Ray had a way of explaining a complex vision in terms that were accessible. His approach to restoring venerable theater buildings into viable entertainment complexes was always about making sure that the theatre worked. Money could always restore a building back to its grandeur but, what good would that be if they weren’t used as much as possible afterward? Ray didn’t just restore old theaters. He restored communities. The celebration of human imagination was what theaters were designed to fulfill and Ray knew that the atmosphere of the spectacular and detailed interiors was a catalyst that made theatre patrons more conducive to the magic. “Magical” was a word Ray used often. He knew from first had experience the power of that magic.
He had many emotional experiences over the years watching the incredible talents of the many performers he’d witnessed on the stages that he helped bring back to life. Even years later, while discussing some of those moments, you could see his eyes well up and hear the quivering in his voice as the memories came rushing back. “Memories are everything” he would say.
As we came out of the old theatre that day, squinting like cave dwellers exiting into the April sunshine, I made the remark to him that , during the same time we had been trying to restore this one theatre, he had restored over thirty three. He could tell I was disheartened because there still wasn’t a viable way forward for us, that I could tell. He simply looked at me and replied “ I just think it is incredible that you’ve never given up hope”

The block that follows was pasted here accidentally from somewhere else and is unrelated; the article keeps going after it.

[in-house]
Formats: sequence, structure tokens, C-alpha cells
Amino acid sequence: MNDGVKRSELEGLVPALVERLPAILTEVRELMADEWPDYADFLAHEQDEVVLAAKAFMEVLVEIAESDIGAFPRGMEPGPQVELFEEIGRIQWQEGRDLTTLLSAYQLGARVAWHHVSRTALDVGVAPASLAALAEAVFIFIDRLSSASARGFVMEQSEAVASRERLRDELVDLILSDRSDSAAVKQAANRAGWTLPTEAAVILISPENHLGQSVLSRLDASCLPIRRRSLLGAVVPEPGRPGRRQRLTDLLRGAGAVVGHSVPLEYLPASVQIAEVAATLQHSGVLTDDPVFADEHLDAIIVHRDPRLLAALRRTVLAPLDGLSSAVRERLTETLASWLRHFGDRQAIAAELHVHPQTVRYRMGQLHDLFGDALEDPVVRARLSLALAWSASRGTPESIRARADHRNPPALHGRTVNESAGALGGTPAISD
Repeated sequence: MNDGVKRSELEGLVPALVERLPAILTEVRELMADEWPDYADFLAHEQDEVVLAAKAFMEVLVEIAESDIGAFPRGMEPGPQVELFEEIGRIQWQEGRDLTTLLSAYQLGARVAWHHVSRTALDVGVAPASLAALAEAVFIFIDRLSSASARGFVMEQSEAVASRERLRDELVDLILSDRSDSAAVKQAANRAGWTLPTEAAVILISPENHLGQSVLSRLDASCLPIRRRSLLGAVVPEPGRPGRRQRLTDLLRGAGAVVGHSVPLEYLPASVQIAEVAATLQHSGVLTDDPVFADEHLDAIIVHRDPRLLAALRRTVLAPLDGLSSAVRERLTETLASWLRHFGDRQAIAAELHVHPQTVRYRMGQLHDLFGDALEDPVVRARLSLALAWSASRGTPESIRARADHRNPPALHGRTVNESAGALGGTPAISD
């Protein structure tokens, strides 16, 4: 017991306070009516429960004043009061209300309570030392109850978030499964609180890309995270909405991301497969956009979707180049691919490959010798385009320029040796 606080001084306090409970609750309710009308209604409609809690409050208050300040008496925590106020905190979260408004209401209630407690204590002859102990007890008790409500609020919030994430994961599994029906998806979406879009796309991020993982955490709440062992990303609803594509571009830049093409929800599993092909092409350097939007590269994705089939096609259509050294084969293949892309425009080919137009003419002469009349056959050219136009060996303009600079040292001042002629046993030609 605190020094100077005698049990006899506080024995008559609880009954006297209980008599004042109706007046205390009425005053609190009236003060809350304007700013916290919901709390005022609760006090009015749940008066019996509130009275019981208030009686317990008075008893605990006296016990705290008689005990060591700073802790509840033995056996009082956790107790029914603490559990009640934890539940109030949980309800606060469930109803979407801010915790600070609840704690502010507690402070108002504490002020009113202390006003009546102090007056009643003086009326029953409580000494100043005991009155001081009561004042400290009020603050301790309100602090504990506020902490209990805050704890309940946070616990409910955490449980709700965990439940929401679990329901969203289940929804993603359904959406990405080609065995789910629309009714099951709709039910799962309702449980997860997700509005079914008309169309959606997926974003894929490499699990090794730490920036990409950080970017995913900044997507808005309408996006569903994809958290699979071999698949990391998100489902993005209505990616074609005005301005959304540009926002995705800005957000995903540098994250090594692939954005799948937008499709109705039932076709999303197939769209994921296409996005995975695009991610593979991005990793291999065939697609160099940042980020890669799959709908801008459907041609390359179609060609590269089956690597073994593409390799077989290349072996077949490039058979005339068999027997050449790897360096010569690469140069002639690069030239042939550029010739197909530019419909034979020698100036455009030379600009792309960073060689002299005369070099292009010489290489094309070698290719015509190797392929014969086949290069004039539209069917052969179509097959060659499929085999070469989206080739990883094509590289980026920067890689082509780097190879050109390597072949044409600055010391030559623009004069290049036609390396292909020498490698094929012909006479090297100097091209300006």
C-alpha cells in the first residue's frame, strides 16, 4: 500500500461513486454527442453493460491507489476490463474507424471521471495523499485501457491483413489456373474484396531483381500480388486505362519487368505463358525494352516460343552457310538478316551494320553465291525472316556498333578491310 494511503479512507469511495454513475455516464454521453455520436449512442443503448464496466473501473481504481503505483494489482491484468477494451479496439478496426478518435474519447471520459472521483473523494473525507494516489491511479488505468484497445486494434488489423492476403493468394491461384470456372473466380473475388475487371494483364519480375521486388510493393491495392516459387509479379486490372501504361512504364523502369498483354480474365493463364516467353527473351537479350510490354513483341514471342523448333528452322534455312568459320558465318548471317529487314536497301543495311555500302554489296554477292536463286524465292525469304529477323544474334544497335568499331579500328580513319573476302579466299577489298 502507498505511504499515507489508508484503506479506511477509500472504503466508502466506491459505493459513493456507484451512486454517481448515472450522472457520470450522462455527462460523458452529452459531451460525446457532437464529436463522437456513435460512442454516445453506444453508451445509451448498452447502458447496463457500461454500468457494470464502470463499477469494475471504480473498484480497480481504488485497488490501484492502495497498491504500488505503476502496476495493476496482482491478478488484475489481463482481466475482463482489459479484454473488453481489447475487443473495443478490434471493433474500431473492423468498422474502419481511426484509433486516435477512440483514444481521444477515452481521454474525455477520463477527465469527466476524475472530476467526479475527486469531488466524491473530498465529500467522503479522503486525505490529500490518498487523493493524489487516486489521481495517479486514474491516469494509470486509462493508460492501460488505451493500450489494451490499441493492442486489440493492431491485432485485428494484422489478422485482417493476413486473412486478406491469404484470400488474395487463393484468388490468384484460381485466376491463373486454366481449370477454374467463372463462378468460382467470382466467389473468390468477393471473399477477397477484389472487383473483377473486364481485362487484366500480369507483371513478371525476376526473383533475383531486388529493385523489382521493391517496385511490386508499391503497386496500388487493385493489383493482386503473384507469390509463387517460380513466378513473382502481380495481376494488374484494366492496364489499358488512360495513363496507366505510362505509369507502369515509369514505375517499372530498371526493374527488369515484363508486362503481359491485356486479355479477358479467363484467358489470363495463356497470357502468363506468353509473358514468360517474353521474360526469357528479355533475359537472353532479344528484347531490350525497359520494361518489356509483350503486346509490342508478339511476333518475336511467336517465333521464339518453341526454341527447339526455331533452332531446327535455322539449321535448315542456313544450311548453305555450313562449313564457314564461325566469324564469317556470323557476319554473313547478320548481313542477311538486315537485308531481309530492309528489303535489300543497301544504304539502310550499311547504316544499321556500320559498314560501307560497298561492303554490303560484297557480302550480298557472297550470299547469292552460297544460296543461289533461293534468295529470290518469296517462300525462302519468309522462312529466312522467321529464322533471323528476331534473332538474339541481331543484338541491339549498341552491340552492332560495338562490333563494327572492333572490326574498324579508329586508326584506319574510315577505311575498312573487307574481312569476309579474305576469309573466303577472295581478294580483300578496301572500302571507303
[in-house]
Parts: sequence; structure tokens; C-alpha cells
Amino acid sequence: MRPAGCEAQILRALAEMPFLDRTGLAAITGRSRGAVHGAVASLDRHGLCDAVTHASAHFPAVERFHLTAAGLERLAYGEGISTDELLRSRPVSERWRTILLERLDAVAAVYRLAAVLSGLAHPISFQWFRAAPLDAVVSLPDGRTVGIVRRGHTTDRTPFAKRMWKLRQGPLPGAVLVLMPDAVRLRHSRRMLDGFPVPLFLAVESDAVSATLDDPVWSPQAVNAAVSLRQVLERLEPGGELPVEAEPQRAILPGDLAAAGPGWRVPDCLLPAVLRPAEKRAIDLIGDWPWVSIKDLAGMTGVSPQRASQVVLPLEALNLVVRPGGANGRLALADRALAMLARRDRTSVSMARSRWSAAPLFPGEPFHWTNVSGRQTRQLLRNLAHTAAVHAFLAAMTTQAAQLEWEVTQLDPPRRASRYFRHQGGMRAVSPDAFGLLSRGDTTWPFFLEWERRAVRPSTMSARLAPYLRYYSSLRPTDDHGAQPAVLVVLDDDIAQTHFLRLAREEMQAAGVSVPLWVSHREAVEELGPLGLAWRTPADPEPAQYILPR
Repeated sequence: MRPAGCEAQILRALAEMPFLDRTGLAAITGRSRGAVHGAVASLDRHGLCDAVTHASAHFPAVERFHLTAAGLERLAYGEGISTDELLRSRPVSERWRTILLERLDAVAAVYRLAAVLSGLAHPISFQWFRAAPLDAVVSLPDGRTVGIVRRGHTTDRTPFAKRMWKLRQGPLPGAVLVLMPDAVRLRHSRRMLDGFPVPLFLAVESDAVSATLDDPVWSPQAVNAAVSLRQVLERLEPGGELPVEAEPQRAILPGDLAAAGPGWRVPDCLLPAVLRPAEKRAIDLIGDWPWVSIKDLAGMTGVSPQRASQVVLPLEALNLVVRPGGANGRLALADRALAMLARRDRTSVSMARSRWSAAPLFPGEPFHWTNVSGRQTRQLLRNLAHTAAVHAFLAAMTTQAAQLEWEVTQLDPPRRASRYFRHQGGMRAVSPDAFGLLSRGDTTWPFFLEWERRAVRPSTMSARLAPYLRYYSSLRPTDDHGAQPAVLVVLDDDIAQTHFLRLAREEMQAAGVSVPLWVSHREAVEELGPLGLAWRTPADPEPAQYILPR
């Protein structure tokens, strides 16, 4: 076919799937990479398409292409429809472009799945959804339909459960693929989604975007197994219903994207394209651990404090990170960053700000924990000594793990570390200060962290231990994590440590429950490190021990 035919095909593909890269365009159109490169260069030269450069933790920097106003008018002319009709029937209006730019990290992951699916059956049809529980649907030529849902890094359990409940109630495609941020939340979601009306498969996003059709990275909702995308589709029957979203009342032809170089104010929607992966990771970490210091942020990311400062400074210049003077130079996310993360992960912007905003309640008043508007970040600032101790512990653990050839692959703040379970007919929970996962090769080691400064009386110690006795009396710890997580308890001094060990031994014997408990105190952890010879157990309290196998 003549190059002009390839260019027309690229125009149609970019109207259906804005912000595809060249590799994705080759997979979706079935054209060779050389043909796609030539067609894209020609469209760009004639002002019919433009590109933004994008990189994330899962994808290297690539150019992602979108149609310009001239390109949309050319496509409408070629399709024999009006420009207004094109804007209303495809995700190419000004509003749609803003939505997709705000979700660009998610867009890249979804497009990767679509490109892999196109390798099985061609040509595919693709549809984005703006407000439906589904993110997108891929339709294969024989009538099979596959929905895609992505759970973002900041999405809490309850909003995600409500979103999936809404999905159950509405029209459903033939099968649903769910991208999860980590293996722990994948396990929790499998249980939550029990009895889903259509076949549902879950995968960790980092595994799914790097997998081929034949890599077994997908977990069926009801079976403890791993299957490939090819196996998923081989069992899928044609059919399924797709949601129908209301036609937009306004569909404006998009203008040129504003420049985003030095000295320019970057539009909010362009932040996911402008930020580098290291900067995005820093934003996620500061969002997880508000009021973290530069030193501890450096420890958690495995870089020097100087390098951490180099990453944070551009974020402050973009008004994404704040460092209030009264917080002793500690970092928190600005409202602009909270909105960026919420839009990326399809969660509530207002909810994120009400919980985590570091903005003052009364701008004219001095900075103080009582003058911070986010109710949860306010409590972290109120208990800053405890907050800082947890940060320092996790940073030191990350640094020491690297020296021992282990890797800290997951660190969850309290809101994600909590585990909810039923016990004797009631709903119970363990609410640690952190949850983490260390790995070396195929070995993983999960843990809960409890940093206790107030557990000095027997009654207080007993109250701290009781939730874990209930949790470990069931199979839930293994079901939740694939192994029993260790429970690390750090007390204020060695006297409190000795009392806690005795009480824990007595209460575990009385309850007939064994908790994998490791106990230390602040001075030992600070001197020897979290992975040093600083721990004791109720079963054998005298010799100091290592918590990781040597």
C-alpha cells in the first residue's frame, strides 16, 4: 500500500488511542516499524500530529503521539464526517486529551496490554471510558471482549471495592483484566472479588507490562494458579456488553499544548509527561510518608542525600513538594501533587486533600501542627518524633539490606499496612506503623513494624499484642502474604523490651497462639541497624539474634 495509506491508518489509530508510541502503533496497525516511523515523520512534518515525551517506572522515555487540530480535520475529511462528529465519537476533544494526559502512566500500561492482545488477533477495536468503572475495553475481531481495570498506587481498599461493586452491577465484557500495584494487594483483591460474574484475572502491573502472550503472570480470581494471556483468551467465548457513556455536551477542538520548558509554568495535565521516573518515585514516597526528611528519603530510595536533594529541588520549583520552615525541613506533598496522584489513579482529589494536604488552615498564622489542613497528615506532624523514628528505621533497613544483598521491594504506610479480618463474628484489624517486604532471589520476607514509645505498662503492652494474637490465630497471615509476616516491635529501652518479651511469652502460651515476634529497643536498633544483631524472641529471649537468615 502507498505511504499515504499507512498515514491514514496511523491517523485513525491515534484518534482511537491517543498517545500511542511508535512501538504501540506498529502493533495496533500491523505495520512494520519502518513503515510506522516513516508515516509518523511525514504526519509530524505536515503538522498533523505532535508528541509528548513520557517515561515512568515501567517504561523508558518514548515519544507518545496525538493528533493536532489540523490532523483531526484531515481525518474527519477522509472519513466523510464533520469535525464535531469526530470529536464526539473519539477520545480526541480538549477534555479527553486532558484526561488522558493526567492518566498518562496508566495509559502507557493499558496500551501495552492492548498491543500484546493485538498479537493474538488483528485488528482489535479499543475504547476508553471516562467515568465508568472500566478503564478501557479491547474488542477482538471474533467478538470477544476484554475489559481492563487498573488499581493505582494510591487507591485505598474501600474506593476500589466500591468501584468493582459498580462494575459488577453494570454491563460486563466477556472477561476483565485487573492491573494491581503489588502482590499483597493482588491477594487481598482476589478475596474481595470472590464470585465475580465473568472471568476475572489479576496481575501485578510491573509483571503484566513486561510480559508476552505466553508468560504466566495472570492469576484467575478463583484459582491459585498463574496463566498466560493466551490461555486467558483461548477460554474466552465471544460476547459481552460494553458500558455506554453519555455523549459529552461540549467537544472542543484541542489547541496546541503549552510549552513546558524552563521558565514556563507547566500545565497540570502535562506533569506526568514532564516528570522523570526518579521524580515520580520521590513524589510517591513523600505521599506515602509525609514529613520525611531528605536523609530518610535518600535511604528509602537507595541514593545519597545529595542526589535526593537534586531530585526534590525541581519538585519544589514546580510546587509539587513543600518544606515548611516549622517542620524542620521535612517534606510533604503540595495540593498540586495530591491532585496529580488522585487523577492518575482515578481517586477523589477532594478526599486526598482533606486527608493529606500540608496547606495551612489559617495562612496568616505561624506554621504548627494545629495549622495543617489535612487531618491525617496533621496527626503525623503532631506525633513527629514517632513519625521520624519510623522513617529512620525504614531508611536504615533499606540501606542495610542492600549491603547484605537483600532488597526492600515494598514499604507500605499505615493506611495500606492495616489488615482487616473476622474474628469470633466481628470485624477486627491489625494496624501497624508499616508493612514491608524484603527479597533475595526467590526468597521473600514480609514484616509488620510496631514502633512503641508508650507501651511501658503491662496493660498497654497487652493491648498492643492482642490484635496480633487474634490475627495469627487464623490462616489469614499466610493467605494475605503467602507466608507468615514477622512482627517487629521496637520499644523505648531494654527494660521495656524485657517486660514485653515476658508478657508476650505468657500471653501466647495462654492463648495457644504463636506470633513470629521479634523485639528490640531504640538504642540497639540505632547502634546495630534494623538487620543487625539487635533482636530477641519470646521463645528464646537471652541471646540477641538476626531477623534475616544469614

Hope is a powerful emotion. Ray had it in abundance . There were times when it was the only fuel that kept him going when the odds seemed against him. That is why I was stunned by the events that took place just hours after I left him two days later. But, this book isn’t about how he chose to leave us. It is about the incredible things he did and the memories he left us with because he was here. His legacy is enjoyed by millions of people every year and sadly, most of them don’t even know his role in saving the incredible buildings where they are experiencing the true magic and power of human imagination.
In the last few days of his life. Ray sat down in front of my camera and only scratched the surface in telling his unique life’s story. In the last two and a half years, I’ve working to digitize every photo he ever took, and there are thousands of them. I have my “Ray stories” and so do the people that worked with him to accomplish what to many, seemed impossible.
His cantankerous stubborn nature, his compassion , humor and his genius were all part of a man who was not only a force of nature , but a man whom I and so many others were lucky to be able to say was a dear friend.
This book contains some of Ray’s most interesting photographs of the many restorations coupled with some of the greatest “Ray Stories” that I was able to gather as I went on an adventure to find out more about what made Raymond K. Shepardson tick. With any luck, dear reader, you will get a sense of the uniquely different human components that make up a man who was the definition of the word visionary.